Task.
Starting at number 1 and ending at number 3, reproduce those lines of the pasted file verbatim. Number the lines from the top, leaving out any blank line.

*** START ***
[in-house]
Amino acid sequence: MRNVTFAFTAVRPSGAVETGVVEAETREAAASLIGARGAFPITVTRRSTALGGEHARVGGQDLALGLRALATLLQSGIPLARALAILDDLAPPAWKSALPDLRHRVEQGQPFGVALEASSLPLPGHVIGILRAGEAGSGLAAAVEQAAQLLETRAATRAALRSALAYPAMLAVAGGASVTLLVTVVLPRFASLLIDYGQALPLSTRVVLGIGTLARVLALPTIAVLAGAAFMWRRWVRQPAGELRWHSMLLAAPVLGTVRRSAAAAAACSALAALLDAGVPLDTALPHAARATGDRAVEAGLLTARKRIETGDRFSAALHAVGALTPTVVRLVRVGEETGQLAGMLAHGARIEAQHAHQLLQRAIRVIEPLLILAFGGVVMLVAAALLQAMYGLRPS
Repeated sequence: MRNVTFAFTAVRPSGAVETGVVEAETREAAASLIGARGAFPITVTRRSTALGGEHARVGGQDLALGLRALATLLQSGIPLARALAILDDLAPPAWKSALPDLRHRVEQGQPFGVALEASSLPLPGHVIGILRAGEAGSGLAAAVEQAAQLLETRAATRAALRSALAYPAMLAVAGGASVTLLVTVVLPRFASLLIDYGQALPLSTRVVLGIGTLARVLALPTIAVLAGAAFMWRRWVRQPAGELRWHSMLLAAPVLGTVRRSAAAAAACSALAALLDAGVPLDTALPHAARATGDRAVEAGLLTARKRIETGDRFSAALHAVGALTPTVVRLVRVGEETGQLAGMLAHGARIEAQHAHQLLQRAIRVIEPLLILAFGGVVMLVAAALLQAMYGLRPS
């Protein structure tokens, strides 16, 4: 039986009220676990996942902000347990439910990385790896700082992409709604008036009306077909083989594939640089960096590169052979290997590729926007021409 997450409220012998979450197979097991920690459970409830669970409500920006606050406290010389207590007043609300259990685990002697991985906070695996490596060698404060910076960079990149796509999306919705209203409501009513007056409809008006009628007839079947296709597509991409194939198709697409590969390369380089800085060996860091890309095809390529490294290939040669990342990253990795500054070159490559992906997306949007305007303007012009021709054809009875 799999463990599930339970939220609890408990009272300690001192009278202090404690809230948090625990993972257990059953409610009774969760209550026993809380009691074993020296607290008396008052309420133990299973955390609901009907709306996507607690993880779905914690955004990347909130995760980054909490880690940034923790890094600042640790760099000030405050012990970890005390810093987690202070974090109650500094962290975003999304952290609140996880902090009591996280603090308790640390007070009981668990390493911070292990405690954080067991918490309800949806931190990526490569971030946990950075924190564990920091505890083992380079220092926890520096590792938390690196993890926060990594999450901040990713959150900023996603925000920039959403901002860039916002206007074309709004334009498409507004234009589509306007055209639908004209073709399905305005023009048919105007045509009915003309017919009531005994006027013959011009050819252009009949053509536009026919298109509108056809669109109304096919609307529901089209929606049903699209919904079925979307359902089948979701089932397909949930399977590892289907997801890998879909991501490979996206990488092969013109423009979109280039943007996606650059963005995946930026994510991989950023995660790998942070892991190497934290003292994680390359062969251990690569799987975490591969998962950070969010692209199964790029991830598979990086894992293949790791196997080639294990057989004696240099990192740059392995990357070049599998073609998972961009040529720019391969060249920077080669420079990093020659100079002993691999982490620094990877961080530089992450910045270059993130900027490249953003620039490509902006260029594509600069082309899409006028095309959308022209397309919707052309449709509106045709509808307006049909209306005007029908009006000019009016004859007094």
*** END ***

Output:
[in-house]
Amino acid sequence: MRNVTFAFTAVRPSGAVETGVVEAETREAAASLIGARGAFPITVTRRSTALGGEHARVGGQDLALGLRALATLLQSGIPLARALAILDDLAPPAWKSALPDLRHRVEQGQPFGVALEASSLPLPGHVIGILRAGEAGSGLAAAVEQAAQLLETRAATRAALRSALAYPAMLAVAGGASVTLLVTVVLPRFASLLIDYGQALPLSTRVVLGIGTLARVLALPTIAVLAGAAFMWRRWVRQPAGELRWHSMLLAAPVLGTVRRSAAAAAACSALAALLDAGVPLDTALPHAARATGDRAVEAGLLTARKRIETGDRFSAALHAVGALTPTVVRLVRVGEETGQLAGMLAHGARIEAQHAHQLLQRAIRVIEPLLILAFGGVVMLVAAALLQAMYGLRPS
Repeated sequence: MRNVTFAFTAVRPSGAVETGVVEAETREAAASLIGARGAFPITVTRRSTALGGEHARVGGQDLALGLRALATLLQSGIPLARALAILDDLAPPAWKSALPDLRHRVEQGQPFGVALEASSLPLPGHVIGILRAGEAGSGLAAAVEQAAQLLETRAATRAALRSALAYPAMLAVAGGASVTLLVTVVLPRFASLLIDYGQALPLSTRVVLGIGTLARVLALPTIAVLAGAAFMWRRWVRQPAGELRWHSMLLAAPVLGTVRRSAAAAAACSALAALLDAGVPLDTALPHAARATGDRAVEAGLLTARKRIETGDRFSAALHAVGALTPTVVRLVRVGEETGQLAGMLAHGARIEAQHAHQLLQRAIRVIEPLLILAFGGVVMLVAAALLQAMYGLRPS